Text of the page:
However, this will mean that the rich will get much richer and the success of Leicester is likely to remain an aberration. Leicester, of course, could become the part of the football elite by splashing the cash. But it would do so at the cost of losing its emotional capital. The very reason why Leicester’s story is worth celebrating is because it is unlikely to be played out again anytime soon. The new tables that the club has bought are creaky. Wads of cash will break them down.
As a model for unabashed capitalism, the Premier League works well. It survived the 2008 global downturn with ease and there’s nothing to suggest that its financial potential has reached its climax. There’s more money to be made, particularly in overseas markets like India and China.
Leicester’s victory will be used by the defenders of market logic as an example of how anyone and everyone can gain success in a capitalist system. However, that would discount the importance of financial stability provided by multi-billionaire Thai owner Vichai Srivaddhanaprabha. Although the club has largely lived within its means, it has gained immensely from playing in a league that is threatening to make contests in neighbouring European countries irrelevant. While we celebrate Leicester’s achievement, Juventus has won the last five domestic championships in Italy; Bayern Munich in Germany and Paris Saint-Germain in France have won four in a row. The competitiveness of Premier League has come at the cost of weakening other domestic leagues. This is not to say that’s the only factor but a likely challenge to the current champion in Italy, Germany and France is improbable if key players are attracted to England by the impressive financial benefits.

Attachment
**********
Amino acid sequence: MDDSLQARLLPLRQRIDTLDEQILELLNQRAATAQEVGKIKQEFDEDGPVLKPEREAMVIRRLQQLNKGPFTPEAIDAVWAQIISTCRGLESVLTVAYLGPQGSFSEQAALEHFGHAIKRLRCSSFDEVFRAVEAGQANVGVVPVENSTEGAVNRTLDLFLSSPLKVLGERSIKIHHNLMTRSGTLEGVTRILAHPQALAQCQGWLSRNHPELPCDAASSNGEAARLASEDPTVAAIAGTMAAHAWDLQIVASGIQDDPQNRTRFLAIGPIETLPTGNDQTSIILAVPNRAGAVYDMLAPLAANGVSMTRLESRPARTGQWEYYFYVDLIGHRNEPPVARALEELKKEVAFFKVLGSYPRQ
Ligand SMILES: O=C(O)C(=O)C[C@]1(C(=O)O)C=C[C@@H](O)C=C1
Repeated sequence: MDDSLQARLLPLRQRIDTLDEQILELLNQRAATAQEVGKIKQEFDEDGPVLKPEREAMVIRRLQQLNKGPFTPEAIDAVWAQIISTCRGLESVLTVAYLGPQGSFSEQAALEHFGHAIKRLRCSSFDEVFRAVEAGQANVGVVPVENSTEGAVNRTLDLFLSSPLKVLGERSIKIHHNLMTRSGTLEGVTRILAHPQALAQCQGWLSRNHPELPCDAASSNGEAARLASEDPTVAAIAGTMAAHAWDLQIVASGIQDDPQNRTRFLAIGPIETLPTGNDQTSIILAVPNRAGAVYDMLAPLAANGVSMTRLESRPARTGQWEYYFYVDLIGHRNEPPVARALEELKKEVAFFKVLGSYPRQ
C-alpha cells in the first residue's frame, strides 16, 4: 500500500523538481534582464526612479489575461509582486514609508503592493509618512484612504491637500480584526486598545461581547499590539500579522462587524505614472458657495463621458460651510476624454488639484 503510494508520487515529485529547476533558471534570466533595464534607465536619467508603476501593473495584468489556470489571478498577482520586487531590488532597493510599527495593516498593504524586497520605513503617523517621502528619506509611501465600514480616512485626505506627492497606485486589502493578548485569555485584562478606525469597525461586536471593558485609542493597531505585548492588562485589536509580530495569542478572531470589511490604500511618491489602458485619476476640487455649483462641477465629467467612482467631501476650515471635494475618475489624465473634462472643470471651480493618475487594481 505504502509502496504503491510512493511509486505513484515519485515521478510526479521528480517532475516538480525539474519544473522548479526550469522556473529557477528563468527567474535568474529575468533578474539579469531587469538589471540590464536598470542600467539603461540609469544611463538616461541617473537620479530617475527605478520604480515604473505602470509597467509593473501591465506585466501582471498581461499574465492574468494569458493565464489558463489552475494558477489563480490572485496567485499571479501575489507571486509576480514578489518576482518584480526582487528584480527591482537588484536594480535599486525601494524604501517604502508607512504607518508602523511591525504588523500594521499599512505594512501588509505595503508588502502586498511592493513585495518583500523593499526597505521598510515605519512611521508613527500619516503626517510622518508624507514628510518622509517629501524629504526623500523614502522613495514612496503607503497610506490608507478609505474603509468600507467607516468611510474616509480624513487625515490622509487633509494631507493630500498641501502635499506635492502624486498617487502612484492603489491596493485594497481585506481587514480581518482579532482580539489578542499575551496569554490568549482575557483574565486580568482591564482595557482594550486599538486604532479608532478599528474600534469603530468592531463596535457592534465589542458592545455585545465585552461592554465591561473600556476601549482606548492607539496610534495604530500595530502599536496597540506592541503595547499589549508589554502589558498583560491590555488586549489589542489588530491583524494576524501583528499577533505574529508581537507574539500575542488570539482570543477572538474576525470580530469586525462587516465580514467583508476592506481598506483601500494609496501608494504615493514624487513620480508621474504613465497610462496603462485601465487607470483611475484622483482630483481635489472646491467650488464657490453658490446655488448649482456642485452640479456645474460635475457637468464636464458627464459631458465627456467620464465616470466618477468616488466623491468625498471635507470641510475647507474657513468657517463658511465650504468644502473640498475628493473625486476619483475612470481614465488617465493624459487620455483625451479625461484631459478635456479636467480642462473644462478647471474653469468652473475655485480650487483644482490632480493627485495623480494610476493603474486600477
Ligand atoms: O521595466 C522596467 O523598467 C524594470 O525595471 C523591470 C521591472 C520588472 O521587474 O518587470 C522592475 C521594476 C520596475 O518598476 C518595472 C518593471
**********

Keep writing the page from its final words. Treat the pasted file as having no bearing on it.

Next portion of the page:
A fix to this situation, however, is not in Leicester’s or football’s hands. The sport is implicated in the power structures that exist in our world. But Leicester, even if it’s for a while, has shaken them. The force of the Foxes’ success has been so strong that the world has been forced to take notice. Leicester has exceeded expectations and more. While it has scripted this wonderful run, many others have recognised a missed opportunity. For once the status quo was shaky and it was Leicester that took advantage of it.
But expect the establishment to strike back. Leicester will probably struggle to become a part of the elite. It shall remain a parvenu for the time being. Perhaps this is how this story should end. Leicester has knocked the gate down and yet it is unlikely to reside in the palace. If it becomes a resident, it will end up adopting the customs of the elite. But if it’s thrown out, there will be more reason to storm the castle again and weaken it permanently. Perhaps there’s a world to be had beyond Leicester’s success.
Priyansh is a Chevening Scholar studying the sociology of sport at Loughborough University, United Kingdom.